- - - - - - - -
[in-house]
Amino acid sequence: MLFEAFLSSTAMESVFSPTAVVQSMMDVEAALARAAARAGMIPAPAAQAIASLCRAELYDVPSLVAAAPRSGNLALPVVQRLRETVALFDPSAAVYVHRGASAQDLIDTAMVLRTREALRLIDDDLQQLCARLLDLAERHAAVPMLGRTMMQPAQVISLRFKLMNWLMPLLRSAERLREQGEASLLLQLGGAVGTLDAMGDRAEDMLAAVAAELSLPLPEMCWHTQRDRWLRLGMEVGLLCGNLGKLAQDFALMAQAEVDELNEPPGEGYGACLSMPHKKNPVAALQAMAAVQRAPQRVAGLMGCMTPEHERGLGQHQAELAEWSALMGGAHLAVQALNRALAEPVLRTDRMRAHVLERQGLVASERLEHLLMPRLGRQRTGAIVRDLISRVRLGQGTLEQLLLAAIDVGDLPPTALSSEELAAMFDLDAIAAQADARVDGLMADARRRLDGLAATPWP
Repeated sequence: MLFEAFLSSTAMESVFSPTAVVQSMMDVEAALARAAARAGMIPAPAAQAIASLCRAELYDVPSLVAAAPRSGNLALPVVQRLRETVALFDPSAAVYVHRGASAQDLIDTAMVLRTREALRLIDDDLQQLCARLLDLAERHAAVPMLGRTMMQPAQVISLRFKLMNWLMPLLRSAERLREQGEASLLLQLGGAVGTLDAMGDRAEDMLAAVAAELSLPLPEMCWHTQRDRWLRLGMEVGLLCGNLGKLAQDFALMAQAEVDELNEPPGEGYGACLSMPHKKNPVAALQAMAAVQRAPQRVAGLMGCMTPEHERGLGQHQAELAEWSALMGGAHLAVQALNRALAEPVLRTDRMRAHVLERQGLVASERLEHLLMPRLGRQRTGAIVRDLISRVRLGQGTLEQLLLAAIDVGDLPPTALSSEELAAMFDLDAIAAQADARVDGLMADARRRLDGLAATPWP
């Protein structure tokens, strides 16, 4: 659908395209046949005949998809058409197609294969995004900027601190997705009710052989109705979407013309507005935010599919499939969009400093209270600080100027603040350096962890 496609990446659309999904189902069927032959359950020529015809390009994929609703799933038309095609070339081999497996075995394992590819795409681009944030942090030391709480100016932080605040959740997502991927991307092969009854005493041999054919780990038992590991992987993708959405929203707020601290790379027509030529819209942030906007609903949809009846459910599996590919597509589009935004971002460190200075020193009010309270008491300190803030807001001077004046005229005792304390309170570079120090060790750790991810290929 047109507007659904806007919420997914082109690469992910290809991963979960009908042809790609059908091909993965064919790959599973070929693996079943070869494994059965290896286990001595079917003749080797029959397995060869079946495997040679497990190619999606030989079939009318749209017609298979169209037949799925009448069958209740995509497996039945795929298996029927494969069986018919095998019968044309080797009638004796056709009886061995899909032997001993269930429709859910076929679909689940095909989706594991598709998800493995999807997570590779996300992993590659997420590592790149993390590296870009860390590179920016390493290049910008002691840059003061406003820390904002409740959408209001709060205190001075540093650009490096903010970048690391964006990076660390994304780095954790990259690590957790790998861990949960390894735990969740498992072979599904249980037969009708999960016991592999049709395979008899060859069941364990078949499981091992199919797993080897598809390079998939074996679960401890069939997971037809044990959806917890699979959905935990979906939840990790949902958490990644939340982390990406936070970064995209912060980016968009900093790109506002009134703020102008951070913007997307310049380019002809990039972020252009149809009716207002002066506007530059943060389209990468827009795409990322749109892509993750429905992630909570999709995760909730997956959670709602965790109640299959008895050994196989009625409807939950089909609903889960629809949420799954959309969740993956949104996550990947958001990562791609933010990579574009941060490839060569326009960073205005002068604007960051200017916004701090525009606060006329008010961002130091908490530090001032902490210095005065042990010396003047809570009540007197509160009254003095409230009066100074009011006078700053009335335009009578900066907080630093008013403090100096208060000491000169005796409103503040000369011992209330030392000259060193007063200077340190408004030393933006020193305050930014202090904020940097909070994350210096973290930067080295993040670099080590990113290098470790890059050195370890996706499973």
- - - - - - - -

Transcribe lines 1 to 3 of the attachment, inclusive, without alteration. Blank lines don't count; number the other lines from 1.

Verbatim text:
[in-house]
Amino acid sequence: MLFEAFLSSTAMESVFSPTAVVQSMMDVEAALARAAARAGMIPAPAAQAIASLCRAELYDVPSLVAAAPRSGNLALPVVQRLRETVALFDPSAAVYVHRGASAQDLIDTAMVLRTREALRLIDDDLQQLCARLLDLAERHAAVPMLGRTMMQPAQVISLRFKLMNWLMPLLRSAERLREQGEASLLLQLGGAVGTLDAMGDRAEDMLAAVAAELSLPLPEMCWHTQRDRWLRLGMEVGLLCGNLGKLAQDFALMAQAEVDELNEPPGEGYGACLSMPHKKNPVAALQAMAAVQRAPQRVAGLMGCMTPEHERGLGQHQAELAEWSALMGGAHLAVQALNRALAEPVLRTDRMRAHVLERQGLVASERLEHLLMPRLGRQRTGAIVRDLISRVRLGQGTLEQLLLAAIDVGDLPPTALSSEELAAMFDLDAIAAQADARVDGLMADARRRLDGLAATPWP
Repeated sequence: MLFEAFLSSTAMESVFSPTAVVQSMMDVEAALARAAARAGMIPAPAAQAIASLCRAELYDVPSLVAAAPRSGNLALPVVQRLRETVALFDPSAAVYVHRGASAQDLIDTAMVLRTREALRLIDDDLQQLCARLLDLAERHAAVPMLGRTMMQPAQVISLRFKLMNWLMPLLRSAERLREQGEASLLLQLGGAVGTLDAMGDRAEDMLAAVAAELSLPLPEMCWHTQRDRWLRLGMEVGLLCGNLGKLAQDFALMAQAEVDELNEPPGEGYGACLSMPHKKNPVAALQAMAAVQRAPQRVAGLMGCMTPEHERGLGQHQAELAEWSALMGGAHLAVQALNRALAEPVLRTDRMRAHVLERQGLVASERLEHLLMPRLGRQRTGAIVRDLISRVRLGQGTLEQLLLAAIDVGDLPPTALSSEELAAMFDLDAIAAQADARVDGLMADARRRLDGLAATPWP